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Mahindra, MSTC to generate wealth from waste

Murali Gopalan | Updated on March 10, 2018

Growing junk: The number of disposable vehicles was growing and had doubled over the last three decades

Sumit Issar

The partners intend to set up over 20 auto shredding plants over the next seven years

It was a little over four months ago when Mahindra Intertrade and the government-owned MSTC (formerly Metal Scrap Trading Corporation) signed an MoU to set up the country’s first auto shredding facility.

“It is a big initiative and India needs something like this,” says Sumit Issar, Managing Director of Mahindra Intertrade which operates a large network of steel service centres across the automotive, power and home appliances verticals.

At present, auto shredding here is an unorganised activity where decades-old vehicles are dismantled in a way which is hardly conducive to the cause of a clean air. Mahindra Intertrade began research on this subject nearly two years ago and it was a happy coincidence that teams at MSTC were working on something similar too.

It, therefore, made sense for the two to come together and jointly pool their strengths to take the story to the next level. “We have a big reach in the country and can handle manufacturing business effectively. They have a reach in terms of auction. The most important message is transparency to the customer,” says Issar.

Yet, it was important to first understand how this business was being carried out. It was clear that the number of disposable vehicles was growing and had actually doubled over the last three decades. Most vehicular residue also heads out to landfills. “Depletion takes place thanks to a lot of unorganised sectors where it is not being done the way it should be,” he says.

These small pockets face hurdles of costs and scalability as they resort to manual labour for dismantling. There are over a million vehicles recycled every year of which two-wheelers account for 60 per cent. They are sold as scrap where the parts are removed and go to a host of user industries. Quite predictably, most of the action is the north, west and south which are big auto markets.

“Most of these people do not have the technology and are able to recycle a number of good parts. The only problem is that they are not very competitive over a period of time,” adds Issar.

Clearly, here was a business waiting to be tapped and Mahindra Intertrade and MSTC now plan to set up a state-of-the-art plant which can effectively meet the needs of vehicle recycling. At present, the two are looking at either Maharashtra or Gujarat to kick off their operations but this is only the beginning of a much larger story.

“Our plan is to look at 20-30 such plants over the next seven years. By 2023, this mega recycling map could become a reality,” says Issar. Needless to add, this will involve huge investments but the returns are as attractive too especially when the partners also have the first mover advantage. It is equally likely that this would attract other investors too.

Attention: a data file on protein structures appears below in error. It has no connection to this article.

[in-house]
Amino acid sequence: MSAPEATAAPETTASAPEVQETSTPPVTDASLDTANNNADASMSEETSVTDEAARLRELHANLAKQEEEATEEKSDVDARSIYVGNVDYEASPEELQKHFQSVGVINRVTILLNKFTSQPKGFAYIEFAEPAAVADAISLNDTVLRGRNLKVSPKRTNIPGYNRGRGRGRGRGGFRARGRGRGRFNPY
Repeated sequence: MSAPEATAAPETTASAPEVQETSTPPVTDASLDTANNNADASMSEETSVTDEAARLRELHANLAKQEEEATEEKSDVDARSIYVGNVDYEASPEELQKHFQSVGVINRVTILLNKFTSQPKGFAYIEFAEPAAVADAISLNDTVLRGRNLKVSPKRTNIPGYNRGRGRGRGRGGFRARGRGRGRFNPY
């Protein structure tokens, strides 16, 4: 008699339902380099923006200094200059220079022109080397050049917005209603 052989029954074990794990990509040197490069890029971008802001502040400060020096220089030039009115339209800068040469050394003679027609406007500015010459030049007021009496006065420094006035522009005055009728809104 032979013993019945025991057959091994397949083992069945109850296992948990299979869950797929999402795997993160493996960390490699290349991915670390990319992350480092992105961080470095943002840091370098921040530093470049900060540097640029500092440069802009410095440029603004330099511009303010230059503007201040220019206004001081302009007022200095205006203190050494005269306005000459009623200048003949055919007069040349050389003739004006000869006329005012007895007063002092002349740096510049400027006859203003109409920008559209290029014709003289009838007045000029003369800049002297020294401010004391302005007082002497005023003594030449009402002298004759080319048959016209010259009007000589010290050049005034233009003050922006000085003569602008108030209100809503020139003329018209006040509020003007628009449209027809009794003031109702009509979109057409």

Each of these facilities will be huge with completely automated operations. Collection centres will also be an integral part of the plan as also a distribution network to ensure that scrap is collected from every nook and corner of the country.

The other priority is to bring in the latest technology for the facility to ensure 100 per cent recycling in an activity that is bound to attract the attention of environmentalists. Issar says talks are underway with a host of big global names to ensure that the best practices are followed.

The US, Europe and Japan are useful benchmarks for this exercise. China, which is the biggest second hand car market in the world, introduced a scrappage policy four years ago. This drive is raking in over four million used cars a year which is a fifth of its production.

The Mahindra-MSTC duo could also contemplate exports given that scrap is in great shortage worldwide and has huge business potential. As Issar says, once a scrappage policy comes into place, the sky is the limit.

“There will be a lot of innovation around this main industry which will focus on recycling. They can be sold as different products and here is where technology will play a role. It is an industry where shredding is a small part of the exercise,” he adds.

Mahindra Intertrade is already in touch with innovative players worldwide who have technology patents on recycling special materials. All this means a potentially new industry could be created.

“We are giving a strong message on sustainability, innovation and creating value for customers. Beyond automotive, our radar is on other industries such as oil and plastics for the recycling industry,” says Issar.

If the Centre’s scrappage policy does come into force, it will be a huge boost for the Mahindra-MSTC combine. Beyond business, it will also mark a saner solution to the problem of disposing old vehicles. The challenge for the partners is to work in tandem with the unorganised players and assure them fair returns to ensure that their livelihoods are not impacted.

It also remains to be seen if other automakers will throw their hats into the ring take a cue from this business model. After all, in a country like this, there is enough and more material that can be picked up for recycling. If all this ensures a cleaner landscape, the effort will be more than worthwhile.

Published on September 22, 2016

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